Moralism is slavery; discipleship is freedom

By Dan Richardson
Thursday, Jan. 29, 2015
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“For freedom Christ has set us free; stand firm therefore, and do not submit again to a yoke of slavery. Look: I, Paul, say to you that if you accept circumcision, Christ will be of no advantage to you. I testify again to every man who accepts circumcision that he is obligated to keep the whole law. You are severed from Christ, you who would be justified by the law; you have fallen away from grace (Galatians 5:1-4).”

Trying to be accepted by God by being a good person is living under a yoke of slavery. Your first step is the wrong step. Being a good person is the wrong direction because you can never be good in God’s eyes. Jesus said, “No one is good except God alone (Mark 10:18).”

The passage above originally related to some people insisting a religious ritual was a divine requirement. To apply it today, replace the word “circumcision” with the words “works-salvation.” Now the second sentence reads, “I, Paul, say to you that if you accept works-salvation, Christ will be of no advantage to you.” The next sentence reads, “I testify again to every man who accepts works-salvation that he is obligated to keep the whole law.”

If you are seeking eternal contentment by your works, then Christ is irrelevant and you must keep the entire law. For many people, they are happy with works salvation. Most world religions, including secular humanism, follow some form of it. Sometimes works-salvation is packaged in a message of “love your neighbor” or “feed the poor.” Works-salvation fails in the short run because it leads to anxiety and fear. It fails in the long run because no one meets God’s standard of good.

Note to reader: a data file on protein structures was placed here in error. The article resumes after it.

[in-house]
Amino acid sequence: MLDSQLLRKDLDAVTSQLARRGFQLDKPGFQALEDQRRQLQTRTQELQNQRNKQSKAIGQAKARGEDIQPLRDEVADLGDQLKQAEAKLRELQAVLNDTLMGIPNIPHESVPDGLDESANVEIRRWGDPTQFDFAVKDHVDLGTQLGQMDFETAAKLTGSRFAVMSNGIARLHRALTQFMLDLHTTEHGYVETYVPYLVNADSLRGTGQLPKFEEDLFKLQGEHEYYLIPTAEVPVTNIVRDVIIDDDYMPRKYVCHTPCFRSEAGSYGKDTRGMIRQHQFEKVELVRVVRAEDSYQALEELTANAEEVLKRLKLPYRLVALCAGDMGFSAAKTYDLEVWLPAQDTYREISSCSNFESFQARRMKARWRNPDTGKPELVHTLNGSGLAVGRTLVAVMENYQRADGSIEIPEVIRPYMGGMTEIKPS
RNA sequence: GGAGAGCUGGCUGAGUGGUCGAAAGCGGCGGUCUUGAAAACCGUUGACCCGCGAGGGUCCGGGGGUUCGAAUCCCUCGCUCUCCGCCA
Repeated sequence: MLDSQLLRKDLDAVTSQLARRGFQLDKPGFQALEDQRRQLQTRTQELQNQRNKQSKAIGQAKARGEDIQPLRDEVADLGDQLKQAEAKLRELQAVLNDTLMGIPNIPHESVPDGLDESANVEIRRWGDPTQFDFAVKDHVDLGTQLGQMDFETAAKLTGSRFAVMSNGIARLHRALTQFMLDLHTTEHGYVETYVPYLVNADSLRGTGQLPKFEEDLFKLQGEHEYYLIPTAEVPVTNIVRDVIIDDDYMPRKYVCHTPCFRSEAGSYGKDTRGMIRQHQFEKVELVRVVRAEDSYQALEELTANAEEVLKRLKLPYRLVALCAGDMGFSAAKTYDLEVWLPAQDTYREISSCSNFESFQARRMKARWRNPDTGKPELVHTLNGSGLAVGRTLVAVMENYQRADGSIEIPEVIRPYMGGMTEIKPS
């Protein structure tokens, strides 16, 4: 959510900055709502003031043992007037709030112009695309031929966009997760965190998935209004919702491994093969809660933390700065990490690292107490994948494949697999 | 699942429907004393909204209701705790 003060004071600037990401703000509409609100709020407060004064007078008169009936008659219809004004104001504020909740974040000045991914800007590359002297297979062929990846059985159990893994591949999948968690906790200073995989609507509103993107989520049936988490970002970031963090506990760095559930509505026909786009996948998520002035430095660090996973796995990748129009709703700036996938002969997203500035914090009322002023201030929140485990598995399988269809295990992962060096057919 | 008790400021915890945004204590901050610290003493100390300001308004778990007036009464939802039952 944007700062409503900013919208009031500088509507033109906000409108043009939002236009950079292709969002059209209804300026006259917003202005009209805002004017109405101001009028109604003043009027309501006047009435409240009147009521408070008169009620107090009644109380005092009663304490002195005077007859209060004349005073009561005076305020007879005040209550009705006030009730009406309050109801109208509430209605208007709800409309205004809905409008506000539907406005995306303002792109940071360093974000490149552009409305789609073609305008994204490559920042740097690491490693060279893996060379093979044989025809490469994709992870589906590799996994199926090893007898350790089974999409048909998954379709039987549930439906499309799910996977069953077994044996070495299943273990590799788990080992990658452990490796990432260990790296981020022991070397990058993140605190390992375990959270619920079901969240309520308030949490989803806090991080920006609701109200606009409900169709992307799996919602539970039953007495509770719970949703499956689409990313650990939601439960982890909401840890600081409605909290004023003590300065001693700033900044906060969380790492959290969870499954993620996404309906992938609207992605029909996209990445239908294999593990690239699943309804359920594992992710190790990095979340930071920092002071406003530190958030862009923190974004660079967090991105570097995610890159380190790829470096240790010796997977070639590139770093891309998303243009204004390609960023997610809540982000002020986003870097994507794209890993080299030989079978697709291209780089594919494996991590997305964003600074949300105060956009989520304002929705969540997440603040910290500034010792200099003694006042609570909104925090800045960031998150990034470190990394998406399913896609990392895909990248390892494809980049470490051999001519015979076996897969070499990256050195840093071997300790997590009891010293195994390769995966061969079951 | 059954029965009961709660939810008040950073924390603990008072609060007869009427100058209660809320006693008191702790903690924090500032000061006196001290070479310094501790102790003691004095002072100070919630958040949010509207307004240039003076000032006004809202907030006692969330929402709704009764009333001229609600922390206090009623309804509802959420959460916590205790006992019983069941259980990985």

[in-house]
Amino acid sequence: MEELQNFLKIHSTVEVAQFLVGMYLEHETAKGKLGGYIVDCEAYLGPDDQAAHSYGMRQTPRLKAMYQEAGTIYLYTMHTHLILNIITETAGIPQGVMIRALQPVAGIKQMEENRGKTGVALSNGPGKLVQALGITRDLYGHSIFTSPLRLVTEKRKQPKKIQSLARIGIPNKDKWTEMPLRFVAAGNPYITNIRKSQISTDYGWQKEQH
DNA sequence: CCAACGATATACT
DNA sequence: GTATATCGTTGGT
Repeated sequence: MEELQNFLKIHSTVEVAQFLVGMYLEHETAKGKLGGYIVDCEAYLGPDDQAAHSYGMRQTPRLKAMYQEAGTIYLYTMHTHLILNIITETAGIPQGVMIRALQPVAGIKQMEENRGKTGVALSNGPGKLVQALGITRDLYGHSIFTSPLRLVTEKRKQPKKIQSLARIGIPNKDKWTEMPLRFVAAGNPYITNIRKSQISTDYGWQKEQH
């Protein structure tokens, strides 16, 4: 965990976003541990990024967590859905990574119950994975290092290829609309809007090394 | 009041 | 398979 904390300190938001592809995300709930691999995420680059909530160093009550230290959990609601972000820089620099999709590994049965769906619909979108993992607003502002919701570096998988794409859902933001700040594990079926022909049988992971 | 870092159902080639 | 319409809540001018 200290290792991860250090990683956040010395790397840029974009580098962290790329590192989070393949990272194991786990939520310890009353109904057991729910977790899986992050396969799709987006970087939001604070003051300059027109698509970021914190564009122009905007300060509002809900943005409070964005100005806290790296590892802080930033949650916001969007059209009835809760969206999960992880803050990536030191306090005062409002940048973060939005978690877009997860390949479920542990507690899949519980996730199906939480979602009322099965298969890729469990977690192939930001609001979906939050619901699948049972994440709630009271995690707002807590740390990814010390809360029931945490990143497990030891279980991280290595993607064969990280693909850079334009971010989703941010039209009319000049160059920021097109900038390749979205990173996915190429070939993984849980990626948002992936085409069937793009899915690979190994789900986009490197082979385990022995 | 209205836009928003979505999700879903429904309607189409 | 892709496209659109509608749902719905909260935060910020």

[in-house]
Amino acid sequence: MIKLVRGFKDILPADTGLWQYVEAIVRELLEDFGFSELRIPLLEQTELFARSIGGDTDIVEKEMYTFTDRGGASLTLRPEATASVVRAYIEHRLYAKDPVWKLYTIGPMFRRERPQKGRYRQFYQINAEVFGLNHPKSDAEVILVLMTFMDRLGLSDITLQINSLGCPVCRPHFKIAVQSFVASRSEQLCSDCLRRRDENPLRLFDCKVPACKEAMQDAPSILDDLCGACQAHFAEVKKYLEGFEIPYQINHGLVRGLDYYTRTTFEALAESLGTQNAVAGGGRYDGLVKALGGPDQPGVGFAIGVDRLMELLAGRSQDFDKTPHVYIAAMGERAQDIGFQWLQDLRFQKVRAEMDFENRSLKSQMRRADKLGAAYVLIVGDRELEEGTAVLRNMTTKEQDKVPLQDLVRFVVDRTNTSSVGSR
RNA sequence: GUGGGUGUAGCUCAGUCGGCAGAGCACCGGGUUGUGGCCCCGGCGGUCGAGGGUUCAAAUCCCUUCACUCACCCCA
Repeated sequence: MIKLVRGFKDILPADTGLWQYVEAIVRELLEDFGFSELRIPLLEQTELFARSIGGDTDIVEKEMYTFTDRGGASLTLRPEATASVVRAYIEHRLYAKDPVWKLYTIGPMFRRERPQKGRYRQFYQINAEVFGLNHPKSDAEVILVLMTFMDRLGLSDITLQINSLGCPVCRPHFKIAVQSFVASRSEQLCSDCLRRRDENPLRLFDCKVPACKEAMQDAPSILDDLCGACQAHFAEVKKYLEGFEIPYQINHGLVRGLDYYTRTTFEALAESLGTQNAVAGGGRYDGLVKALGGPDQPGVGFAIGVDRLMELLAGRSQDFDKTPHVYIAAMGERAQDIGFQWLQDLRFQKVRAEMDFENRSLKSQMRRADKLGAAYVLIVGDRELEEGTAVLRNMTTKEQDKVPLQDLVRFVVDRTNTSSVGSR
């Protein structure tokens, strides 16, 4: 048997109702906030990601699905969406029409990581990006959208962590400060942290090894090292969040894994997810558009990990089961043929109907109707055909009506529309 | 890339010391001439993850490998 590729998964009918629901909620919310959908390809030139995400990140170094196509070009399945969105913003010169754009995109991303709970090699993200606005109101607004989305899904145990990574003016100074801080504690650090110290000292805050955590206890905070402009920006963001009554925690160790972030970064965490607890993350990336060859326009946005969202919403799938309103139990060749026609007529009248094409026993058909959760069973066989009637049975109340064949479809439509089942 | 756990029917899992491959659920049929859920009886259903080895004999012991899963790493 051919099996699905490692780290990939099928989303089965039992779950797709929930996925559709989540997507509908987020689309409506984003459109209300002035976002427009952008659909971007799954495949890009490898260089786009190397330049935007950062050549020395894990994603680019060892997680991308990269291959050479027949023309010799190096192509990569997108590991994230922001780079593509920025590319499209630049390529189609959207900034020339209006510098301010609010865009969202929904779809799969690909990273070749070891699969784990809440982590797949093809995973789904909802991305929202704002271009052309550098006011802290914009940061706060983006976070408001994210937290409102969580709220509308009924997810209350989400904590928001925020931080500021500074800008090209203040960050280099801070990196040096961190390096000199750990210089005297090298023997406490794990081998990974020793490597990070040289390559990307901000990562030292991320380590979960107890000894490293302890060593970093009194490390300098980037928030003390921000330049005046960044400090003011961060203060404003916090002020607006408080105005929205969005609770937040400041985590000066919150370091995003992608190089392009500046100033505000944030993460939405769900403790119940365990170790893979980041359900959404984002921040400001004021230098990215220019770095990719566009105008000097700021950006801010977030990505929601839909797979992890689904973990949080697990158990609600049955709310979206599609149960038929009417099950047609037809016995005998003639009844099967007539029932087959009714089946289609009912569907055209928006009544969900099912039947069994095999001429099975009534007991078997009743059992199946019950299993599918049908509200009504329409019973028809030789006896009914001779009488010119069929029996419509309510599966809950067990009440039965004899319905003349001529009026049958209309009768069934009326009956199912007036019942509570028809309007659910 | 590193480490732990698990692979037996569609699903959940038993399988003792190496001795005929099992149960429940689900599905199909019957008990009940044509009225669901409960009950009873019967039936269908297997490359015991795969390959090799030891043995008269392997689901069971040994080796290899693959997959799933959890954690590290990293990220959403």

God’s grace is the way. Psalm 32 outlines grace and places good works in the right order. It begins with a blessing of forgiveness (v. 1-2). It exposes our tendency to ignore sin or treat it lightly (v. 3-4). It says God preserves and instructs those broken by sin (v. 8-9). (Grace and freedom is not an opportunity to sin.) Forgiveness and discipleship leads us to the goal: gladness in the LORD (v. 11).

Freedom takes the heat off. The sinner rests in mercy and lives in lasting joy. Upon a moral failure, he first meditates on the forgiveness found in Christ. He visualizes the sin applied to Jesus on the cross. He hears Jesus say “Father, forgive him.” He does not work to improve his morality until he is reassured his sin is completely forgiven on the cross 2,000 years ago.

Once reminded of the Gospel, the sinner improves his state by hearing specific instruction in the Scriptures. The Spirit of God, who is already working in him, is empowering him to love God through good works. All glory to God. Christ saved the sinner, and Christ is working salvation in the sinner’s life.

Godly Heritage Quote of the Week
“A watchful eye must be kept on ourselves lest while we are building ideal monuments of Renown and Bliss here we neglect to have our names enrolled in the Annals of Heaven.”
—James Madison (1751-1836), 4th President of the United States, Nov. 9, 1772, letter to his friend William Bradford

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